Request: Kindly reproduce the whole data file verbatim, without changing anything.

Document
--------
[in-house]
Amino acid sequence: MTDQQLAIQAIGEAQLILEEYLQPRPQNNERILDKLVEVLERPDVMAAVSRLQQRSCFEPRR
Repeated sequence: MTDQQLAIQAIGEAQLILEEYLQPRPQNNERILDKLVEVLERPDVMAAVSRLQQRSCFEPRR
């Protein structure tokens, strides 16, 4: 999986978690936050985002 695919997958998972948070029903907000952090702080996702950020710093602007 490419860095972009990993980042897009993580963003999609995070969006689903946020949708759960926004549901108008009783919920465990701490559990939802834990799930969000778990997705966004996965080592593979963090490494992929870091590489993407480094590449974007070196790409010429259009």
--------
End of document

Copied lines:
[in-house]
Amino acid sequence: MTDQQLAIQAIGEAQLILEEYLQPRPQNNERILDKLVEVLERPDVMAAVSRLQQRSCFEPRR
Repeated sequence: MTDQQLAIQAIGEAQLILEEYLQPRPQNNERILDKLVEVLERPDVMAAVSRLQQRSCFEPRR
């Protein structure tokens, strides 16, 4: 999986978690936050985002 695919997958998972948070029903907000952090702080996702950020710093602007 490419860095972009990993980042897009993580963003999609995070969006689903946020949708759960926004549901108008009783919920465990701490559990939802834990799930969000778990997705966004996965080592593979963090490494992929870091590489993407480094590449974007070196790409010429259009």